The Unexpected Effect HIIT Can Have On Your Stress Levels

Anyone who has ever been given advice on stress management has surely heard that exercise is the key to kicking that tightness in your chest. When we're harboring a constant internal battle between fight and flight impulses, exercise helps to combat the cardiovascular and digestive effects of stress. It supplies you with a rush of endorphins, encourages a meditative state, can increase self-confidence, and lifts your mood (per Mayo Clinic).

Sports psychologist Chelsi Day told U.S. News that aerobic exercises — like walking, jogging, cycling, swimming, and dancing — are the best when you're looking for a quick fix for stress.

But while high-intensity interval training (HIIT) has garnered a lot of attention in the fitness world over the last decade, this form of aerobic exercise in particular might not promote the same sense of relaxation as others. Let's dive in and examine the unexpected effect HIIT exercises can have on your stress levels.

What is HIIT?

HIIT has been implemented by runners looking to boost their performance for over 100 years, but it gained widespread popularity in 2013 when the New York Times introduced the seven-minute workout (per Vox). Fast forward to today and Club Industry has HIIT in the top 10 fitness trends of 2022. And it's no wonder, really. By combining short bursts of intense movement with brief periods of rest or low-intensity exercise, it's designed to give you the best workout in the shortest amount of time (per Healthline).

Todd Astorino, a professor of kinesiology, told Vox that HIIT training has a "strict definition" involving heart rate. When practicing a HIIT workout, a minimum of 80% of the maximum heart rate should be maintained for 1 to 5 minutes before a brief rest. According to Healthline, you will notice the resulting spike in your energy levels after just a few intervals, thanks to the release of hormones like cortisol.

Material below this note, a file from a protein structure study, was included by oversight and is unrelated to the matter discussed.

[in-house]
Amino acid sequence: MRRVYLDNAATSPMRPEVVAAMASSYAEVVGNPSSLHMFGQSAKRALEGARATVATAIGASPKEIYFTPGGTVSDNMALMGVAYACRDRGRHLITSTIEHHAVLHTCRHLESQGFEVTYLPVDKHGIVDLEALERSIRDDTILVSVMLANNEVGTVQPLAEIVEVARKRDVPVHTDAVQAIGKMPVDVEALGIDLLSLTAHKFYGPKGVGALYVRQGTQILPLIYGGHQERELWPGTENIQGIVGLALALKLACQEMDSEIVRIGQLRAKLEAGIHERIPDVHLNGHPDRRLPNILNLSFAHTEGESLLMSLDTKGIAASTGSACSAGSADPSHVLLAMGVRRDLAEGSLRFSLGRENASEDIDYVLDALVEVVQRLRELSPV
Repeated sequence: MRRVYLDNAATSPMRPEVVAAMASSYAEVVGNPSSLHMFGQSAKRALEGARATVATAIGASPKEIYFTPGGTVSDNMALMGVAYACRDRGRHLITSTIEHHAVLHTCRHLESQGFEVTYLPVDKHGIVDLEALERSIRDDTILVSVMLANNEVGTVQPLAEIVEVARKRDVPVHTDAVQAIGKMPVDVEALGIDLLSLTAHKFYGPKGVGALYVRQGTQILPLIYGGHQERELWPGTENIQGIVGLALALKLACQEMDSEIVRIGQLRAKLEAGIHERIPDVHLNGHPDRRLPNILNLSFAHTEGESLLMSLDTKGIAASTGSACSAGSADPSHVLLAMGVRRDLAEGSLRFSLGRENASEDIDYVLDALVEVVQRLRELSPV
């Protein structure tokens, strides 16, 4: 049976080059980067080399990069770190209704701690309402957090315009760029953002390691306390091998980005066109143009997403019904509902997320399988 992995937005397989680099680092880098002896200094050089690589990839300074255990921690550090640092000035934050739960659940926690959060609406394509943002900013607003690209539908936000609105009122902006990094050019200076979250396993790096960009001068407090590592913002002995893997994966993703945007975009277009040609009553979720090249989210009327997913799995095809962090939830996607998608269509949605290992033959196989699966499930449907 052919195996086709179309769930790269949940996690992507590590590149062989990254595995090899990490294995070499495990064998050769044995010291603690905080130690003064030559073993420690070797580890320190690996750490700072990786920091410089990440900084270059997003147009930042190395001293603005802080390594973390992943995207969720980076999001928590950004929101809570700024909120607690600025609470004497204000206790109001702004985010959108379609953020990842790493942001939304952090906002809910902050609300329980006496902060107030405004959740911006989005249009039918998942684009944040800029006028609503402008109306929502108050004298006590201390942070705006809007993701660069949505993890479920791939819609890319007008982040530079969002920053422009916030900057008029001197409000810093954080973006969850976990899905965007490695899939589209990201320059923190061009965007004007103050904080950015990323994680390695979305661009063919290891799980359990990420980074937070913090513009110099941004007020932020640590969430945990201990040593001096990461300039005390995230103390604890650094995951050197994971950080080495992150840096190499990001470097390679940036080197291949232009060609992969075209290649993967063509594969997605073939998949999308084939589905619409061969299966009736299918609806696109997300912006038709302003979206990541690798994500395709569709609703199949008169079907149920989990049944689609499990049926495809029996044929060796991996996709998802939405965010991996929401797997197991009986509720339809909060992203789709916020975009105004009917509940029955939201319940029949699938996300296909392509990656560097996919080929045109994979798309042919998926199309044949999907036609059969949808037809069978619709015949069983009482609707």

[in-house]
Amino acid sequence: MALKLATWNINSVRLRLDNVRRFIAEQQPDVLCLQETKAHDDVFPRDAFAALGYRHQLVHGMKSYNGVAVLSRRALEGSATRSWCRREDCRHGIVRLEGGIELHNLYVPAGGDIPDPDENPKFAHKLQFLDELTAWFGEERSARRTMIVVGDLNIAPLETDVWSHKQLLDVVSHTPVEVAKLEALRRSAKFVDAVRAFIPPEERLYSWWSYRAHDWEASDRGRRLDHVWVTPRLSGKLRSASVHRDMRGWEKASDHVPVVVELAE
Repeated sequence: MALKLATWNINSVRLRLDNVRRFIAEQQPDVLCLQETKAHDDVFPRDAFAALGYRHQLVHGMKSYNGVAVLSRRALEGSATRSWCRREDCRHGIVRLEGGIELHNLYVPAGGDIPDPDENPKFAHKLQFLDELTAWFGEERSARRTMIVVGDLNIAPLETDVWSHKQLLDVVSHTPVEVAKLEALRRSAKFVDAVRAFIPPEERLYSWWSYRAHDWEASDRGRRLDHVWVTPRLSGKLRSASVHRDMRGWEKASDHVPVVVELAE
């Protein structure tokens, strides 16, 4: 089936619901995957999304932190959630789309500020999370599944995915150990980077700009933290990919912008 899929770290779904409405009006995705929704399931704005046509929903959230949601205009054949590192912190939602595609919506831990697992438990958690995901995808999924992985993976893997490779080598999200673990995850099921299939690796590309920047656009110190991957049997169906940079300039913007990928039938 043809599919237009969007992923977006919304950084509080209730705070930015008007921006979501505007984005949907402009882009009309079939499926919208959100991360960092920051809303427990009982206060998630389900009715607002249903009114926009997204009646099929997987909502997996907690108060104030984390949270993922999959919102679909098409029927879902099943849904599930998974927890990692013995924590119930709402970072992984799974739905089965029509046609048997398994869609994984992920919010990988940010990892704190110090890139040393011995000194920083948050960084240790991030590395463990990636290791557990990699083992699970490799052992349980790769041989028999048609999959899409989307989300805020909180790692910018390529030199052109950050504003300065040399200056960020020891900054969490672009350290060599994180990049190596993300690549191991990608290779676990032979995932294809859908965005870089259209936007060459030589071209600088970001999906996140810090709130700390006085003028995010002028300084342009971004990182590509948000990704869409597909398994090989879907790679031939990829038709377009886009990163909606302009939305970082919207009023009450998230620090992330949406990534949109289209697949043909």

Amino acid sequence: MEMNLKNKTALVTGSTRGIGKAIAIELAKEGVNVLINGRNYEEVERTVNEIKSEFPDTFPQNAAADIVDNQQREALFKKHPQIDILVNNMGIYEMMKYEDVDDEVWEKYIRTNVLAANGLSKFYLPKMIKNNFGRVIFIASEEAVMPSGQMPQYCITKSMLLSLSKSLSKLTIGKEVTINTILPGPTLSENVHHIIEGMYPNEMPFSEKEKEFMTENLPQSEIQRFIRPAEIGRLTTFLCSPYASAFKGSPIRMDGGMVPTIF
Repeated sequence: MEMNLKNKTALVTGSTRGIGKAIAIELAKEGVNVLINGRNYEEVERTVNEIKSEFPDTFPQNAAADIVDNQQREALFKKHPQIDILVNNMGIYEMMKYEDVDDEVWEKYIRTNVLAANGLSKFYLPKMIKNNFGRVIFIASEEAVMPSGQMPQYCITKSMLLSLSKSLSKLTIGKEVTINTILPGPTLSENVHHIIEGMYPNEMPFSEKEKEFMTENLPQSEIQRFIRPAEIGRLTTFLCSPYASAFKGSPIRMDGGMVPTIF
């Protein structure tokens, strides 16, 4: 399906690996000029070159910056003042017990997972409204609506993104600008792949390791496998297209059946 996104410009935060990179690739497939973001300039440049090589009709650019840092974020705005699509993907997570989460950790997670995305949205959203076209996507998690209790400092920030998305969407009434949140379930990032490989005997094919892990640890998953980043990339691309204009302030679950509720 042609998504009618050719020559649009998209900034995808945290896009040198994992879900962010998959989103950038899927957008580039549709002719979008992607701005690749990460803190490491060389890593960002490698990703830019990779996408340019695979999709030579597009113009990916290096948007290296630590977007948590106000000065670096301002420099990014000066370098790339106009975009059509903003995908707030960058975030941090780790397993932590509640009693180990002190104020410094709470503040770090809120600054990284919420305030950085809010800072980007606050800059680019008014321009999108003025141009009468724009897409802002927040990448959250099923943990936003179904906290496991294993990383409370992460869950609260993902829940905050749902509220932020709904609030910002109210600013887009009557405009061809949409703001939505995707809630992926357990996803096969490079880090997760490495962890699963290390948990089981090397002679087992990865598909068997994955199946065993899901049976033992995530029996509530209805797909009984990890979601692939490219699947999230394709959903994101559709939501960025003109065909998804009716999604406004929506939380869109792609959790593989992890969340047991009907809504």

How is cortisol affected by HIIT?

Cortisol, a hormone produced and released by the adrenal glands, regulates blood pressure, impacts the sleep-wake cycle, and regulates the body's response to stress, among other things (per Cleveland Clinic). When we participate in HIIT workouts, the sudden bursts of movement send a signal to the brain that we are running for our lives (per Healthline). The sympathetic nervous system responds by sending out cortisol to assist us in what it believes to be a fight or flight situation.

While some HIIT training can be beneficial, trouble arises when we don't facilitate a balance between high-intensity training and low-intensity workouts. Hannah Almond, Head of Yoga at BLOK, told Insider that's because we are already stressed from our daily lives. Hitting the gym compounds the effect. Healthline explains that when our body overproduces cortisol, it builds up in the bloodstream and can wreak havoc on the body for days after your workout. Too much cortisol is associated with overtraining syndrome. This causes symptoms like chronic fatigue, muscle fatigue, sleeplessness, anxiety, changes in mood and motivation levels, and an impaired immune system.

Being in a constant state of stress takes such a toll on the body that it can actually negate the benefits of HIIT, so quality rest days are important. The National Academy of Sports Medicine says that the key to proper recovery lies in good sleep, hydration, and healthy eating. To get the most out of your workouts and avoid overtraining, HIIT should be limited to 2 or 3 days a week, with rest days sprinkled between them.